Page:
Mentoring After You Have Chosen A Lab
After you join your thesis lab, your PI becomes your primary advisor and mentor. No advisor is perfect—nor is any student—so you need to be proactive in asking for and seeking out the advice that you need. You also need to sort through the advice that you get.
Successful mentoring relationships contribute to the creation of a stimulating environment and a dynamic of reciprocity that facilitates the personal and professional development of the faculty member and the student alike. A proactive approach is necessary. If your advisor is not looking after you in the way you need, then you need to look after them. One of the secrets of looking after your advisor is working out what your advisor wants—and what most advisors want is a student who comes to them with suggestions and solutions as well as problems, who gets things done, and who ultimately makes the job of advising easier. In business this is called “managing up.”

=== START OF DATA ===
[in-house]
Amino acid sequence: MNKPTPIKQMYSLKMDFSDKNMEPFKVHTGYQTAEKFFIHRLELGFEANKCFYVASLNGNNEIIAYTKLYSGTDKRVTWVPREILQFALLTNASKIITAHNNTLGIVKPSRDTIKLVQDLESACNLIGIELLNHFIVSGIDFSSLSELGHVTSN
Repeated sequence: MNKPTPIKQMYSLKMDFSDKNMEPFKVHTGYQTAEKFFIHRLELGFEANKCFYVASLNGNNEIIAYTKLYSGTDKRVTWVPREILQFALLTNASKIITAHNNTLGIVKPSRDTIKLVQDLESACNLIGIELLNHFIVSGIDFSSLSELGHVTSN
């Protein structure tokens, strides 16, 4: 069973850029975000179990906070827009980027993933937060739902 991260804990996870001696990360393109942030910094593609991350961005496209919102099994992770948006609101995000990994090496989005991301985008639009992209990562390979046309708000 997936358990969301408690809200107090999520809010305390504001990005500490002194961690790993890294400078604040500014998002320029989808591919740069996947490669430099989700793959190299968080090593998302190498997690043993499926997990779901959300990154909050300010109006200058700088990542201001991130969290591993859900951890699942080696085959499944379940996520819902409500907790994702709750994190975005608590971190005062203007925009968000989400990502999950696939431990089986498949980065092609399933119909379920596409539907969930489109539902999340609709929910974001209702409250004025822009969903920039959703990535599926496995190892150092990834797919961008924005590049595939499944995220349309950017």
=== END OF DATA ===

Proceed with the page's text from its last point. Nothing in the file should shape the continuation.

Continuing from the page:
Here are some great mentoring workshops offered to Biosciences students:
- Management Matters
Managing people can be the most stressful part of any job but, if done well, can also be one of the most rewarding. Whether you are managing “up” (e.g., working effectively with your thesis advisor or future boss), “across” (with current and future coworkers), or “down” (with people whom you directly supervise), the challenges can be enormous. This workshop sequence focuses on simple principles and guidelines that, once learned, can make the process of managing others enjoyable and effective.
- Setting Expectations and Communicating Effectively with Your Advisor
Tailored specifically to doctoral students in the early years of their program, this workshop addresses the student-faculty advisor relationship. You will learn negotiation and communication skills that will help you work effectively with your advisor.